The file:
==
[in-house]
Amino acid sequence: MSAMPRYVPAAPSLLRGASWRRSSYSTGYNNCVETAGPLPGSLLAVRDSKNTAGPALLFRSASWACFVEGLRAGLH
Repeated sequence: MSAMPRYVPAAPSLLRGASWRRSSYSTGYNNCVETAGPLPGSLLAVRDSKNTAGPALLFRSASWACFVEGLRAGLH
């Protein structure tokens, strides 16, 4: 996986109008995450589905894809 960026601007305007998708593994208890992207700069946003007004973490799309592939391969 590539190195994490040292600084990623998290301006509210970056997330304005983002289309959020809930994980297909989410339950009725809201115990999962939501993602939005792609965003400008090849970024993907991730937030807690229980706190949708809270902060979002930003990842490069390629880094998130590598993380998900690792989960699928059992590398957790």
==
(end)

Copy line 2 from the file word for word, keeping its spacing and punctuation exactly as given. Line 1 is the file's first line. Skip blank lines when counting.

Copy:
Amino acid sequence: MSAMPRYVPAAPSLLRGASWRRSSYSTGYNNCVETAGPLPGSLLAVRDSKNTAGPALLFRSASWACFVEGLRAGLH